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Efficient retailing No.19: Business basics 4

In the latest of our series of insights into running an efficient dealership, Thurlby Motors managing director Chris Roberts looks further into business basics

The parts department is often overlooked when reviewing underperforming dealerships.

As the service department is generally its biggest customer it is often assumed that as long as service performs well, then parts will too.

However, while a high performing service department can have a huge effect on parts, it is by no means the only influencing factor in parts performance.

Parts departments have many fundamental areas that affect both their success and profitability; correct stock holding being one of the most important.

As with vehicle stock, the right mix is vital.

Years ago parts departments used to carry a huge depth of stock, but with the advent of daily stock orders most businesses have had the opportunity to reduce the value of their stock, thereby saving stocking costs.

However, in some cases, dealerships haven’t taken the opportunity to improve the breadth of stock in line with the reduction in depth.

The effect of this is reduced first pick availability and increased lost sales.

Most dealer management systems have the ability to produce a lost sales report, so take some time to sit down with your parts manager and review your own performance.

Small changes can reap massive rewards in profitability, workshop efficiencies and customer satisfaction.

Another key area around stock management is ageing and obsolescence.

Again a huge variety of control practices can be found in different businesses with most major groups and PLCs generally having a strict policy and many other operations having a weak policy or even none at all.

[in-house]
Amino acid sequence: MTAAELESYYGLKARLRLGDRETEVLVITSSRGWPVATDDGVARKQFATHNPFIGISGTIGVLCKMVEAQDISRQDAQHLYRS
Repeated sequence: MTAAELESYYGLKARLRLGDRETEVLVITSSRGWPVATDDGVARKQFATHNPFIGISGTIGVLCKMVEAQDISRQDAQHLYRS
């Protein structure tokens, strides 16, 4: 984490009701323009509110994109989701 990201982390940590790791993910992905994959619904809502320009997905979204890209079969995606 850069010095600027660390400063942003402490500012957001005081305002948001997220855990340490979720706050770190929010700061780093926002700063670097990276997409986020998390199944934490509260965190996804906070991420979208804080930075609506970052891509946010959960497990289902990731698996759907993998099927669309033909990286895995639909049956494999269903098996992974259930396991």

As an initial step it is worth checking your own write down procedure and ensuring it is being enforced by both the parts manager and accounts.

A 50% write down at 12 months and total write off at 24 months is a good starting point, but many high performing sites are more aggressive.

When looking at this issue it is vital to check that stock is not being re-aged to avoid writing it down or off.

Obsolete stock can be sold in a number of ways, with many aftermarket specialists often offering competitive prices for items that fit cars a couple of models out of date.

Remember, if the parts are written off, recovering even 20% of wholesale value is better than scrapping the items.

However, the key to selling obsolete stock is effort and focus.

Often, as it is not part of the day job, that effort doesn’t always exist, so try setting some targets for sales of obsolete stock and maybe offer a bonus if these targets are achieved.

As a final thought on obsolescence, why not try selling over the internet.

This can be a goldmine of older vehicle owners all looking for parts they believe they can’t source locally.

Stock turn is the key to a successful parts operation. Aim for a minimum objective of eight times per annum and a double figure target where good processes exist.

Remember, once again, parts stock is effectively tied up cash, so make it work for you.


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